And if I really WERE a Princess, and to be candid, I’m certainly not. And in actuality, I get along better with Queens than Princesses, but if I were a Princess, I would give David Katz (below) my scarf, any day.

He has the ultimate, you just never know with APL, story. Having written his Master’s thesis on APL a relatively long time ago, and then finding not much APL action in Michigan back in the day, he went on to more mainstream  Software Engineering.  And then, several years later his resume was plucked out of the pile because of that APL thesis.  AND that’s why I had the pleasure of meeting him in Ireland.  Incidentally, he half volunteered and was half drafted to help me with the next phase of this project, which is getting it financed.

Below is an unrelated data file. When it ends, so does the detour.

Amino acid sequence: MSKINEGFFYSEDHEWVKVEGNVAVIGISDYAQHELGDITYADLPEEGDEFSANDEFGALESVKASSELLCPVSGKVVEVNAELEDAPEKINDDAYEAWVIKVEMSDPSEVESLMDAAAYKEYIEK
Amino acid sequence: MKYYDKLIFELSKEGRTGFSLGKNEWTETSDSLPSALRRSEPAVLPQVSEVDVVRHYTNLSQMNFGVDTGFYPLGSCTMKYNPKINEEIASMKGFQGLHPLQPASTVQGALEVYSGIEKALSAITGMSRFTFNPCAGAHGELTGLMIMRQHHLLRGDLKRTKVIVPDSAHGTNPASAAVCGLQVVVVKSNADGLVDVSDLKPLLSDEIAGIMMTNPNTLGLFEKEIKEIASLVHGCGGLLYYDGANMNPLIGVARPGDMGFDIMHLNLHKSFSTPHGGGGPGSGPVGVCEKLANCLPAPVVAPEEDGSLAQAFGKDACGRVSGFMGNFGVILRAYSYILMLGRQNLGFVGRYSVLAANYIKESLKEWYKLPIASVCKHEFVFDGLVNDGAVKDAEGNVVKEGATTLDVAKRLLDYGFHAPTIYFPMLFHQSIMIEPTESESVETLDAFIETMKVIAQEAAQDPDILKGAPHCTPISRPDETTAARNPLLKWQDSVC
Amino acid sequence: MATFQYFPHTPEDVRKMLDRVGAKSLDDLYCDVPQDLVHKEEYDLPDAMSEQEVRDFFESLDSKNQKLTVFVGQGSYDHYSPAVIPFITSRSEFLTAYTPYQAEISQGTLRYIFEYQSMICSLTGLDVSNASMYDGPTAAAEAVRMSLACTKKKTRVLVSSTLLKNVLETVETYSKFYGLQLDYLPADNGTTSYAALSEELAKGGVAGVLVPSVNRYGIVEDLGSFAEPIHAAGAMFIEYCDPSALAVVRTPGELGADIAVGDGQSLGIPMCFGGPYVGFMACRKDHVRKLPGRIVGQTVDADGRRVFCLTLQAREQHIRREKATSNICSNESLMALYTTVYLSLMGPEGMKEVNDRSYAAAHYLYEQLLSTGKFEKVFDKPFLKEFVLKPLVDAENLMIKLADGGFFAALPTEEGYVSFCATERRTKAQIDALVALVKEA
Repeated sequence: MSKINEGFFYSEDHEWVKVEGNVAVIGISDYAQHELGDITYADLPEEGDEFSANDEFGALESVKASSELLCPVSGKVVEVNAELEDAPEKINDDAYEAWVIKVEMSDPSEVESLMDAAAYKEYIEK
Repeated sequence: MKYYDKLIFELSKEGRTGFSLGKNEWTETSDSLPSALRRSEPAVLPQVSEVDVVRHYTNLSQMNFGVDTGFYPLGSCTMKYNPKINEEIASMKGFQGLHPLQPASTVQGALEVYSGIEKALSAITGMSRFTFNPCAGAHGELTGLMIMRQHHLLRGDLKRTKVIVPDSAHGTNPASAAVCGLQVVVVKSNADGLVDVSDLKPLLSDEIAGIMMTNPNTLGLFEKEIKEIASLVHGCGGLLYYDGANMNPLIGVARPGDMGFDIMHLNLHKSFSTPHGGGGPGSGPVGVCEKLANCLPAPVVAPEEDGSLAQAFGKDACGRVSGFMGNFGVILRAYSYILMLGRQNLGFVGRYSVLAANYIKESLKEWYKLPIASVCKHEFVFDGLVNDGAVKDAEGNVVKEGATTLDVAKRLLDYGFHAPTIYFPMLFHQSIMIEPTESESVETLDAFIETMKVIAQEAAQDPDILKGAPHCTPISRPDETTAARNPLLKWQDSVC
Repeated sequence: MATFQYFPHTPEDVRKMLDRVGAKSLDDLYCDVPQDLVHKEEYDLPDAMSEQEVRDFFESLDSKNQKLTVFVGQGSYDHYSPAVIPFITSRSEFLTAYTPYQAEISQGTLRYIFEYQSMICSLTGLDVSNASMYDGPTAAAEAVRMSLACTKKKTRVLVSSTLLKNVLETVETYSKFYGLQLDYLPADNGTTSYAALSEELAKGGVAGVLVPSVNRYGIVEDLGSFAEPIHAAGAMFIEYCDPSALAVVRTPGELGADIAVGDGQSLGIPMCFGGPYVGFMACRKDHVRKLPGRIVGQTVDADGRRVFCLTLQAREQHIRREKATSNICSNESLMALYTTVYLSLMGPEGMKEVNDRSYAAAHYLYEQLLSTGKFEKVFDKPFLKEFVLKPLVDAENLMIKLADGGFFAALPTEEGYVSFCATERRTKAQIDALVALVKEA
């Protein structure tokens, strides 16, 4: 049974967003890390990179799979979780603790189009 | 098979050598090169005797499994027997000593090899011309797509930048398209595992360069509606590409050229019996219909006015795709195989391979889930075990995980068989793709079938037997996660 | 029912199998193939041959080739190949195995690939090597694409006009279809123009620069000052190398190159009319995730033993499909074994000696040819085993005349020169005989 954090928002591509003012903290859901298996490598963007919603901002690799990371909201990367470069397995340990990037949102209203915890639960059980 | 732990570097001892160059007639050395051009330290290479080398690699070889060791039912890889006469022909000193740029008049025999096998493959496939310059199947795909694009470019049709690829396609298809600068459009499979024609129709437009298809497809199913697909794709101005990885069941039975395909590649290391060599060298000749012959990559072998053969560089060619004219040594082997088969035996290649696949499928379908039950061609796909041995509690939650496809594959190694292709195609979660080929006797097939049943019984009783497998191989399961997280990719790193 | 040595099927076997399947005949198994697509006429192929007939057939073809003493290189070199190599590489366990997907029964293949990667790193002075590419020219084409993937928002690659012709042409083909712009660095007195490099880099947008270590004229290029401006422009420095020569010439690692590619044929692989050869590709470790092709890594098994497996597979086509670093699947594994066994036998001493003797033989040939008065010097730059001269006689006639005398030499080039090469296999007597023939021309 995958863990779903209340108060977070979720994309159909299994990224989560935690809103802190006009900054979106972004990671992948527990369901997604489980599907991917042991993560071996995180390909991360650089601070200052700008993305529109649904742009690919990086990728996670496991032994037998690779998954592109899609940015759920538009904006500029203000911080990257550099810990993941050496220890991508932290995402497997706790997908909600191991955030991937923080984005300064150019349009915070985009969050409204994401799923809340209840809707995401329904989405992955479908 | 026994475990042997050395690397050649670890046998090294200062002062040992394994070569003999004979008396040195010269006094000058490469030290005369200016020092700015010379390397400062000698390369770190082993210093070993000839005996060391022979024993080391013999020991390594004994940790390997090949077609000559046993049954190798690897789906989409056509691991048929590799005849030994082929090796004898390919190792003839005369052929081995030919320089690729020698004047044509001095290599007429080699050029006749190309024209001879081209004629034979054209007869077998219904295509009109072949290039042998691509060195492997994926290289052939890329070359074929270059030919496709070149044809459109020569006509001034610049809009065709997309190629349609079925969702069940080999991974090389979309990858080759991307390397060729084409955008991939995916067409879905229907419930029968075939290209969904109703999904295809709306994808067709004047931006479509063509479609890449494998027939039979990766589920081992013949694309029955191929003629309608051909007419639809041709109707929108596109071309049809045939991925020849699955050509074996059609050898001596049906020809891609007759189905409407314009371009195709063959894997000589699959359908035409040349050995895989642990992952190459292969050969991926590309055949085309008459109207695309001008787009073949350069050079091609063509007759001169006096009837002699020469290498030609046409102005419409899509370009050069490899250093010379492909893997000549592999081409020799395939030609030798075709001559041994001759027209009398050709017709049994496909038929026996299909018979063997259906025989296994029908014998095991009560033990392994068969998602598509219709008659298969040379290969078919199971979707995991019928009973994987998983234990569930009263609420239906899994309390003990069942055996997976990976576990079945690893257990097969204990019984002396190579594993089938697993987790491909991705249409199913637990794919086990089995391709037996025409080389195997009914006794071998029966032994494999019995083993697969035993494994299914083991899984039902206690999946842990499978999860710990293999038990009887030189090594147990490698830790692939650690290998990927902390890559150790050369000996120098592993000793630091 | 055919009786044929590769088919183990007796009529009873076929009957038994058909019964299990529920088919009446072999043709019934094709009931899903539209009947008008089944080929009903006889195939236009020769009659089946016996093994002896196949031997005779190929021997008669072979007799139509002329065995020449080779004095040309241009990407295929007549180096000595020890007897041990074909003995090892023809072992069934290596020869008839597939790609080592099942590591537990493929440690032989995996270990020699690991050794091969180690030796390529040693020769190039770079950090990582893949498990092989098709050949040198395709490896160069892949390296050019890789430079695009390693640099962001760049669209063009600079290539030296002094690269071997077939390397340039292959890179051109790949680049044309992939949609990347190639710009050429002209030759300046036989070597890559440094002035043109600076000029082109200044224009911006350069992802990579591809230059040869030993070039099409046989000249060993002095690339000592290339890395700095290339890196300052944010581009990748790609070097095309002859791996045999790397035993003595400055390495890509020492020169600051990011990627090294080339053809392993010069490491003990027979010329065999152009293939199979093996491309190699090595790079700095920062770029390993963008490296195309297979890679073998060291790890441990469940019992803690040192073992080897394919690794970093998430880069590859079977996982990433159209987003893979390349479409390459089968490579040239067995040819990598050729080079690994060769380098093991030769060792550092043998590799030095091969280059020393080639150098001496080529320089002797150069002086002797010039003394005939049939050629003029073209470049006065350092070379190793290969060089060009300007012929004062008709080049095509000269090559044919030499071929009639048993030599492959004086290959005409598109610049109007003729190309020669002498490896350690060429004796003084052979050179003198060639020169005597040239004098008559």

Where are all the women?  Well, it turns out that Janet, Victoria, Alla and Holly are all running around faster than the speed of light keeping everyone in business.   So far, I haven’t caught them sitting still long enough to grab a picture.  But they’re there.  You can bet on it.  And guess what I’m learning?  If they weren’t, these guys wouldn’t be here either.

In  conclusion, the support, encouragement and congeniality from all the people I met in Ireland, pictured and not pictured, have left me burning a little brighter. The realization of a documentary about APL is far from a sure thing, but these folks just nudged it one step further along.

Thank you.

(PS I’m still showing everyone who will tolerate listening to me, J on my iPhone.  I mean everyone. ) 


Kx Princess Report #2